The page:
Free parenting session offered in Putnam
By Denise Coffey - Staff Writer
Putnam - posted Mon., Jan. 7, 2013
A free 10-week parenting series will be offered to parents of infants, toddlers or preschoolers at Day Kimball Hospital on Friday mornings beginning Jan. 11. Coordinator Laurel Garry of the Nurturing Families Network said one of the most important things the sessions provide is information on child development.
“Studies have shown that parents who have inappropriate expectations of their children or don't know what to expect behaviorally from their children get frustrated easily,” Garry said. Those frustrations can build up, leading to power struggles and difficult parenting styles. “We let parents know what to expect,” Garry said. “We try to give them an understanding of where their children are developmentally at certain ages. We show them ways to help their children express themselves in more positive ways.”
Garry has been with the Nurturing Families Network for seven years. She estimates that in that time, more than 2,000 new parents have taken advantage of the program. The 10-week sessions are offered three times a year. The program is free and childcare is provided for those parents who need it.
The Children's Trust Fund, an independent state agency, has provided funding for more than 180 family service programs statewide since 1997. The Nurturing Families Network is one of those programs. According to the CTF Executive Director Karen Foley-Schain, the evidence-based curriculum used provides information to help parents work through issues they might be having.
“It really helps the parents come up with solutions to questions and issues they have,” Foley-Schain said. “It helps them have appropriate expectations of their child's development. If parents overestimate or underestimate where their kids are, then they are going to be out of sync. This program helps them understand what their children need. It helps them come up with effective ways to discipline their kids without causing any harm.”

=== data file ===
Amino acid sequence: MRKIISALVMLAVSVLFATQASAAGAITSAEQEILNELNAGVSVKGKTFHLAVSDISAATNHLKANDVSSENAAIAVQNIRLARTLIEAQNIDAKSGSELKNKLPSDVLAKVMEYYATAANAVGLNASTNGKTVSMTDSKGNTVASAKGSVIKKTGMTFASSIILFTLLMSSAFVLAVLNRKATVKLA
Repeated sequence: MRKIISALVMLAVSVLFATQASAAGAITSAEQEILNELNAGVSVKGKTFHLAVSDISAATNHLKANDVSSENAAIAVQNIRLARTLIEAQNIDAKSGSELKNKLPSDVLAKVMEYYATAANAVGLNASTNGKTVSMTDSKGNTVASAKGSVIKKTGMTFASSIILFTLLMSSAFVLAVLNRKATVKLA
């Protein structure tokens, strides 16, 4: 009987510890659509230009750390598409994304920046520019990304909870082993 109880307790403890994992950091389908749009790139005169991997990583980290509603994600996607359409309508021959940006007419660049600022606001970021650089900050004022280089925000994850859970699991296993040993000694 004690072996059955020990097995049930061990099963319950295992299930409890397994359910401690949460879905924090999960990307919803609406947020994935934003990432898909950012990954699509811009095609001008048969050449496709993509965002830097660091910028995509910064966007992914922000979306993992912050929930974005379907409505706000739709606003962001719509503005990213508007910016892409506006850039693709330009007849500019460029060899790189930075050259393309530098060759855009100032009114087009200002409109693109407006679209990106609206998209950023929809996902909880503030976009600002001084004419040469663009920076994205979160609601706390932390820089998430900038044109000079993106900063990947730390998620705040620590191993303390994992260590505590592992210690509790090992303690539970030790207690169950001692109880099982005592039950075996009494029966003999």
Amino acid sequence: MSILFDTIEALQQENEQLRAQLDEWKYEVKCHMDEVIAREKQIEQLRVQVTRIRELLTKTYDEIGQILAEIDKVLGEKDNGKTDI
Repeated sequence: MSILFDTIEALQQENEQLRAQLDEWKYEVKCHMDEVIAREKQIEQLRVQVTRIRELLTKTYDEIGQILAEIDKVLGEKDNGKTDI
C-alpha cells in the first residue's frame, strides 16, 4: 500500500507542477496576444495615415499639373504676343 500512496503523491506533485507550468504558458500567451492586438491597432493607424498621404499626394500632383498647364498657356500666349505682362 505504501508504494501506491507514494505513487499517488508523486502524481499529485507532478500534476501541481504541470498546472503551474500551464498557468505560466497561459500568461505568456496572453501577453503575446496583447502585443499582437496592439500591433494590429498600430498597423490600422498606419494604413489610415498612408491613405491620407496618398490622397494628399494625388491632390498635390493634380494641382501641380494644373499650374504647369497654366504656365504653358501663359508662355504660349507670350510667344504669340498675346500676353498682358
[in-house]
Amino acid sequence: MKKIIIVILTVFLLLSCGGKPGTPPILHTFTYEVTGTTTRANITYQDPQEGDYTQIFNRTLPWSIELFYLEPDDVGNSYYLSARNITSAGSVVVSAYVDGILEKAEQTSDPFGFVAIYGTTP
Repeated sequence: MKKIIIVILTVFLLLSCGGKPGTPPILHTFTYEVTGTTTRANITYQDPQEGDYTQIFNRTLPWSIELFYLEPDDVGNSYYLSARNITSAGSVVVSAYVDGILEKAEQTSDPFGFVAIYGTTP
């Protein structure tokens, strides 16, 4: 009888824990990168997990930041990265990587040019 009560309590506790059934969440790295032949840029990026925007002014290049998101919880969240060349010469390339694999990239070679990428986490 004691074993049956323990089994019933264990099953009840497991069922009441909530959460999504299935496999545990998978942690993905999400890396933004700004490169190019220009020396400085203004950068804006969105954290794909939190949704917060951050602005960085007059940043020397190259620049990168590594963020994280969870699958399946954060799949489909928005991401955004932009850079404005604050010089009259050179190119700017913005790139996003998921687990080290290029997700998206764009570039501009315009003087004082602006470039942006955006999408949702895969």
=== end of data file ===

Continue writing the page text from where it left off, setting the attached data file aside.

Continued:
One of the things the program focuses on is sleep and setting up routines. “Establishing some nurturing routines such as feeding and sleeping are important for kids,” Garry said. “Schedules let them know what to expect. Setting routines can be difficult especially for parents bringing a new baby home.” Facilitators talk parents through the process to help them get regulated into a routine. “Sometimes they just need to know that it does pass,” Garry said of certain behaviors.
Parents of all ages are welcome, though there are sessions focused specifically on teen parents. And Garry said that the program tries to include everybody who is involved in the parenting of a particular child. For those young parents who are still living with their parents, this can be tricky.
The program has been very popular. It has been offered in 20 places across the state. “We found it reduces parental stress,” Foley-Schain said. “Parents walk away with a lot of information about their kids and their kids' development that they can use.” She said the program is available to any parent who has concerns or wants to be a better parent. For more information, call 860-928-6541.